Separate lease and non-lease components for real estate under IFRS 16

Separate lease and non-lease components

Many real estate leases contain multiple lease and non-lease components, which landlords need to identify and account for separately.

1 Overview

IFRS 16 requires a landlord to separate the lease and non-lease components of a contract. (IFRS 16.12, IFRS 16.BC135(b))

In practice, real estate contracts may contain:

  • one or more lease components: e.g. the right to use land and/or a building; and
  • one or more non-lease components: e.g. maintenance, cleaning and provision of utilities.

For lessors, identifying components and allocating consideration will determine the split of lease income vs revenue from contracts with customers. These amounts are often presented and have to be disclosed separately. For example, a real estate company will need to distinguish lease income from revenue for other property related services – e.g. common area maintenance (CAM). (IFRS 15.110, IFRS 15.114, IFRS 16.90)

The key steps in accounting for the components of a contract are as follows.

Identify separate lease components (go here)

Identify non-lease components (go here)

Allocate consideration (go here)

Reallocate consideration on lease modification (go here)

2 Typical lease components in real estate contracts

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Landlord Lease term – IFRS 16 Best complete read

Landlord Lease term

New guidance on lease term could impact the period over which operating lease incentives are recognised in profit or loss, particularly for renewable and cancellable leases.

1 Overview of landlord lease term

Determining the lease term is a critical estimate that is significant for the lessor. The lease term may affect the lease classification. For operating leases, it impacts the period over which lease incentives are recognised.

The lease term is the non-cancellable period of the lease, together with:

  • optional renewable periods if the lessee is reasonably certain to extend; and
  • periods after an optional termination date if the lessee is reasonably certain not to terminate early. (IFRS 16.18)

To determine the lease term, a lessor first determines the length of the non-cancellable period of a lease and the period for which the contract is enforceable. It can then determine – between those two limits – the length of the lease term.

The lessor determines the lease term at the commencement date.

The lease term starts when the lessor makes the underlying asset available for use by the lessee. It includes any rent-free periods. (IFRS 16 Definition, IFRS 16.B36)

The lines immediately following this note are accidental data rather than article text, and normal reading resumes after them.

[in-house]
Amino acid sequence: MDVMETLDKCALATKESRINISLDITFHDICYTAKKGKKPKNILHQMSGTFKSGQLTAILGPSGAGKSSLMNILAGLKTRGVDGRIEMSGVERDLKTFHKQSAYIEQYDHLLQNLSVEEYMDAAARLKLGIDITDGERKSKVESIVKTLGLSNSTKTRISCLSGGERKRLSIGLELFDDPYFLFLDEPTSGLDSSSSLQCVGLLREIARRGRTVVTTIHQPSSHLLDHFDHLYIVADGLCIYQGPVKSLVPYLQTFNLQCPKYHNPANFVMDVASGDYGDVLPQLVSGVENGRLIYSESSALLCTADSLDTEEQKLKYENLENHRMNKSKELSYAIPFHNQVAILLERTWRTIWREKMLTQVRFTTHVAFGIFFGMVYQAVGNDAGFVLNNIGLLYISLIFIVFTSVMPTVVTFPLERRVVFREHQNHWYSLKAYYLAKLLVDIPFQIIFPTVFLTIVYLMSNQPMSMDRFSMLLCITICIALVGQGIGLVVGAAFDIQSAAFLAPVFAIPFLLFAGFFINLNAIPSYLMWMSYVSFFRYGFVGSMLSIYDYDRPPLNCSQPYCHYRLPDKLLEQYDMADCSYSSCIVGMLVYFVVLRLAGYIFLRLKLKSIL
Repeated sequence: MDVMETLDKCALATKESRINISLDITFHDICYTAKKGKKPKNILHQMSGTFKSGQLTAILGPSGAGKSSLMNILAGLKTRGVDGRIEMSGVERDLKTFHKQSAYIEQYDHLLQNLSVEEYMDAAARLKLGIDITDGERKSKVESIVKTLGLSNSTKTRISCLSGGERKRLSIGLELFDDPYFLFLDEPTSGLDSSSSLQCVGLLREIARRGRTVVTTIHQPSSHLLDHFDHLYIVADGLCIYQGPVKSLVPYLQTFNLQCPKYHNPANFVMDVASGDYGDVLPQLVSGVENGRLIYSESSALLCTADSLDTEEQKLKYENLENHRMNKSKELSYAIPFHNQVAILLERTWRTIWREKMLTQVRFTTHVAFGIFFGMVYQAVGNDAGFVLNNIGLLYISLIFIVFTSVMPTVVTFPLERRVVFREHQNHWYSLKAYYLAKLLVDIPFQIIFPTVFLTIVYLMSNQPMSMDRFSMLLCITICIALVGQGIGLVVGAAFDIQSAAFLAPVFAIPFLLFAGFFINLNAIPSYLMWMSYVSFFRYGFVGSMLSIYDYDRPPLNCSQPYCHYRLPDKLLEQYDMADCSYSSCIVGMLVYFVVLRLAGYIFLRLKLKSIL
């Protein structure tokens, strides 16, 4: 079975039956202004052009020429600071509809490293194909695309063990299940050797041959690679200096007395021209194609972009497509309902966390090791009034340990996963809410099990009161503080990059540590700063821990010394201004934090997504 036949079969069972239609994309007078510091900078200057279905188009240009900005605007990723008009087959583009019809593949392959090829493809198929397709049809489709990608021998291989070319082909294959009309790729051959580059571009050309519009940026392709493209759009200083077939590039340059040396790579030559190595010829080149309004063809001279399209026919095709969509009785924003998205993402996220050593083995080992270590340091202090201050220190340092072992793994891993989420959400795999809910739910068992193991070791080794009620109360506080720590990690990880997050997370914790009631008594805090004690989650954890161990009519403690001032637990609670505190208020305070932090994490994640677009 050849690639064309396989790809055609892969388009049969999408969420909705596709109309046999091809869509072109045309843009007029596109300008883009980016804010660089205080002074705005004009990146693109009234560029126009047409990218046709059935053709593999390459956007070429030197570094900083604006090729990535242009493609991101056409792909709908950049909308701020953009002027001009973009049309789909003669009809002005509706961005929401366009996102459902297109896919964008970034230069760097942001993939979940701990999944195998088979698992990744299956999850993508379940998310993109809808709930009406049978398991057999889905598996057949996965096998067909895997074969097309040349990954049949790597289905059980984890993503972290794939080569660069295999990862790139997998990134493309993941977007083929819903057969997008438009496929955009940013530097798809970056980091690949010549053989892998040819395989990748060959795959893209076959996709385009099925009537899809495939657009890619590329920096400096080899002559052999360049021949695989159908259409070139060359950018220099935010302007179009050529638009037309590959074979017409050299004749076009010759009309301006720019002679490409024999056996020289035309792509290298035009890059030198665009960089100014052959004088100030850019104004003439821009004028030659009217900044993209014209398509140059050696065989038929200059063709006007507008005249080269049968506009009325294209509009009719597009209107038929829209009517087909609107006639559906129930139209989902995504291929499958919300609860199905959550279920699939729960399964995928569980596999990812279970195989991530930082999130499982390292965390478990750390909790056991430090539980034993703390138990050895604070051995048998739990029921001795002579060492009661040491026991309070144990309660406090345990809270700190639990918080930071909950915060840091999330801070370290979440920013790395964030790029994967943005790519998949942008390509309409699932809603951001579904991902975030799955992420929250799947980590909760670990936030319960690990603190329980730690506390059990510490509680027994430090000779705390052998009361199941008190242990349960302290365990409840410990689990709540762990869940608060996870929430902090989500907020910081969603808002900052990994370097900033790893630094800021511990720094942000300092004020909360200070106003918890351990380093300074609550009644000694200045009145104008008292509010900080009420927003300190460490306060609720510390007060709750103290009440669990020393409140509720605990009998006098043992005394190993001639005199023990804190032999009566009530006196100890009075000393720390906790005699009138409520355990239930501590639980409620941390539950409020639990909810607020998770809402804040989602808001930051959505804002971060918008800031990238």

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Landlord accounting model – IFRS 16 best replacement for IAS 40

Landlord accounting model

Landlords continue to classify leases as finance or operating leases, and continue to classify many real estate leases as operating leases.

1 Overview

The lessor follows a dual accounting approach for lease accounting. The accounting is based on whether significant risks and rewards incidental to ownership of an underlying asset are transferred to the lessee, in which case the lease is classified as a finance lease. This is similar to the previous lease accounting requirements that applied to lessors.

What are the impacts of IFRS 16 on lessors?

Much of the guidance in IFRS 16 on lessor accounting is a ‘carry forward’ from IAS 17 Leases – literally a cut-and-paste. This reflects feedback from financial statement users and other stakeholders that lessor accounting was not ‘broken’.

However, there are a number of changes in the details of lessor accounting. For example, lessors apply the new:

  • definition of a lease (see this page);
  • guidance on separating components of a contract (see this page);
  • guidance on lease term (see this page);
  • guidance on lease modifications (see this page);
  • guidance on sub-lease (see this page); and
  • guidance on sale-and-leaseback (see this page).

The same definition of ‘lease term’ applies to both lessees and lessors. IFRS 16 includes guidance on when extension options and termination options are taken into consideration when determining the lease term. Additional guidance has been issued about determining the lease term – an estimate that could significantly impact the overall lease accounting.

In addition, IFRS 16 includes specific guidance on separating the components of a contract and accounting for lease modifications by lessors.

The new guidance may significantly impact the accounting for sub-leases and sale-and-leaseback transactions.

2 Lease classification

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Measurement of investment property

Measurement of investment property

Introduction

Control of real estate can be obtained through:

  • direct acquisition of real estate;
  • construction of real estate; or
  • leasing of real estate, under either operating or finance leases.

Entities normally perform strategic planning before the acquisition, construction or leasing, to assess the feasibility of the project.

Entities might incur costs attributable to the acquisition, construction or leasing of real estate, during this first step of the cycle. Entities might also enter into financing arrangements to secure the liquidity required for the acquisition and construction of real estate.

The direct acquisition of investment property is presented here and the lease of investment property is presented here (Landlord lease accounting).

In this narrative the investment properties under construction (i.e. initial recognition of the development of real estate) and subsequent measurement of investment properties are handled.

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Acquisition of investment properties – How 2 best account it

Acquisition of investment properties